Bulletin banner - passion for buildings

"Show me the light"

What are the the implications for local authorities of the recent rights to light case of Highcross v Heaney, asks Nichola Buchanan of Pinsent Masons.

In September 2010, Marcus Heaney was awarded a mandatory injunction after arguing that the right of light to the former Yorkshire Penny Bank building in central Leeds was compromised by the redevelopment of a five-storey building opposite. Highcross, the developer, was subsequently ordered to remove the offending parts of two additional floors at the top of the building. The company appealed but both parties agreed confidential terms of settlement before the appeal was heard.

Developers now have to look at ways around Heaney and local authorities may find themselves being approached increasingly by developers asking them to exercise their powers under section 237 of the Town and Country Planning Act 1990, seeing this as a 'quick fix' to the problem.

Section 237 gives local authorities the ability to extinguish unwanted easements by ‘appropriating’ land that they own, or have an interest in, to make way for developments and has been used recently to extinguish rights to light in schemes at 1 Mitre Square and 20 Fenchurch Street in London.

Using Section 237 to extinguish rights of light removes the risk of an injunction being acquired by adjoining owners for any injury to that right.  Compensation would still need to be paid but this will be calculated by reference to a statutory formula.

Theoretically, the power can be used on any redevelopment as long as the developer and local authority structure the transaction sufficiently carefully. A typical structure would be where the local authority acquires the developer's interest for planning purposes, grants a lease or licence to the developer enabling it to redevelop the site and grants an option under which the developer can recover its original interest on completion of the development. Local authorities will need to ensure that the transaction addresses whether they or the developer pays the statutory compensation that would be payable to the adjoining owners for the loss of light.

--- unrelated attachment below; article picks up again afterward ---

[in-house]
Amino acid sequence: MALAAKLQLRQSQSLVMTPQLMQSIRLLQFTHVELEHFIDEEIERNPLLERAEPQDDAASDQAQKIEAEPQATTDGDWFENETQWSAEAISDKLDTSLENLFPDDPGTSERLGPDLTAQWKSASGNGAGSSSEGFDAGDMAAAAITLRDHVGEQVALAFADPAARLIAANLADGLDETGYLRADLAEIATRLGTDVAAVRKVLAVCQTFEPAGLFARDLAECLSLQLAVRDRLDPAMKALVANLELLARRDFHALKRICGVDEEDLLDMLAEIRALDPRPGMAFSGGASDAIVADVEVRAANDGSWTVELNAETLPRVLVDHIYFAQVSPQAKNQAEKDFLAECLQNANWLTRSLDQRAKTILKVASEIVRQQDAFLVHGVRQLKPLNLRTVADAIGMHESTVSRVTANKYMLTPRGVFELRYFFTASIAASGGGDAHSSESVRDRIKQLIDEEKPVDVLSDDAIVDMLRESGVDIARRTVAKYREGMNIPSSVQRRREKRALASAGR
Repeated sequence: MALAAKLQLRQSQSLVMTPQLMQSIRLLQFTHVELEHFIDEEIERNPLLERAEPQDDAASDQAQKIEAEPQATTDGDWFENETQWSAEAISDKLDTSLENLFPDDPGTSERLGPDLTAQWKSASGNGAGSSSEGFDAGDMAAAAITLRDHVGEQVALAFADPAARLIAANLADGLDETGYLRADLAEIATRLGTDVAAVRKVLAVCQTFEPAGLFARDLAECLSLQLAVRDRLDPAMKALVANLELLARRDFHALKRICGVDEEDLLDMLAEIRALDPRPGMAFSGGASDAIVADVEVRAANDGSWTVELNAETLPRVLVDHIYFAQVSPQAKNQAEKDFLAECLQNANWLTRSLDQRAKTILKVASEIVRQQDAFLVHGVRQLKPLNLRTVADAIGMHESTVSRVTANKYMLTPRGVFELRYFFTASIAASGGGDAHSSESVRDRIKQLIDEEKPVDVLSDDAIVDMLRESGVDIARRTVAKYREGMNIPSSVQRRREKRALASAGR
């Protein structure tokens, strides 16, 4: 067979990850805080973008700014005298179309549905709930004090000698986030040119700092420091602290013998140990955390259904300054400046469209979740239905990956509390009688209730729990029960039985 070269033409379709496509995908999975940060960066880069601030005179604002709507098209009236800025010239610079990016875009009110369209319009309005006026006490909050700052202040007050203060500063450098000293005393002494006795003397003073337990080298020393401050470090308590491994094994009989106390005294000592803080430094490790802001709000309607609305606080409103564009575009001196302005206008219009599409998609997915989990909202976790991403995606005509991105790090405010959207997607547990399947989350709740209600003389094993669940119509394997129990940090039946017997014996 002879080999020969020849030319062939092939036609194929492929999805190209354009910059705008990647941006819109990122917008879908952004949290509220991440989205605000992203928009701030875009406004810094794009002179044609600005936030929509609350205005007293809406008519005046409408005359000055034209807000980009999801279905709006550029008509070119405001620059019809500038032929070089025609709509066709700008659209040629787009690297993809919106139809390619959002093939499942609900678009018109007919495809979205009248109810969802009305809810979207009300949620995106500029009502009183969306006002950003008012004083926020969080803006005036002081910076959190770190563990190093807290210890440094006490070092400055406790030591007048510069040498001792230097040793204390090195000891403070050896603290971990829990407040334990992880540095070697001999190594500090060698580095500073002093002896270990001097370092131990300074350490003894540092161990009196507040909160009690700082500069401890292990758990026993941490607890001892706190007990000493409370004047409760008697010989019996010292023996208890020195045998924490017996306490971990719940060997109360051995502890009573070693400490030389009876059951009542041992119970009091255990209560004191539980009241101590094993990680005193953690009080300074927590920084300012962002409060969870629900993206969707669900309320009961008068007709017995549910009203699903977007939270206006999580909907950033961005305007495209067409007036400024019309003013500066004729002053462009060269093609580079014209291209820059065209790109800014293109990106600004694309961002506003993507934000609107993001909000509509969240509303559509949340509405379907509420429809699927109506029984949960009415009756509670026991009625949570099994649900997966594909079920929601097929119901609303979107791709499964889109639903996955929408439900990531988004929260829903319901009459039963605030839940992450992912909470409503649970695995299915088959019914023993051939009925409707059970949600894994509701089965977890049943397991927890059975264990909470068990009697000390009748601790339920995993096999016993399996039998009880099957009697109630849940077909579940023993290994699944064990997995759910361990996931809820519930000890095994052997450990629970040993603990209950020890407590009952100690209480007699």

While local authorities may wish to assist developers in unlocking stalled developments that have benefits to the economic, social or environmental well being of the surrounding area, they will need to consider carefully whether using their power is appropriate, given the risk of judicial review if it is not used properly. Individual decisions will turn on the facts and circumstances of each particular development but some of the overarching issues that local authorities will need to consider include:

  • Whether the scheme is a proper use of its planning powers;
  • Whether there is a compelling case in the public interest for the use of its powers; and
  • Whether the public interest in the development proceeding outweighs any impact on the human rights of any third party likely to be affected.

Pinsent Masons acted for Heaney in HXRUK (CHC) II Ltd (Highcross) v Marcus Heaney [2010] EWHC 2245 Ch.
Nicola Buchanan is a senior associate with Pinsent Masons’ property litigation team.

For more information, contact Tom Kibblewhite, Associate at Watts Group, on 0161 831 6180.

Watts Pocket Handbook

The Watts Bulletin is the technical companion to the Watts Pocket Handbook, the essential guide to property and construction, as used by professionals since 1983.

Watts Bulletin editor: Trevor Rushton.

To subscribe to Watts Pocket Handbook Online, visit wattshandbook.co.uk.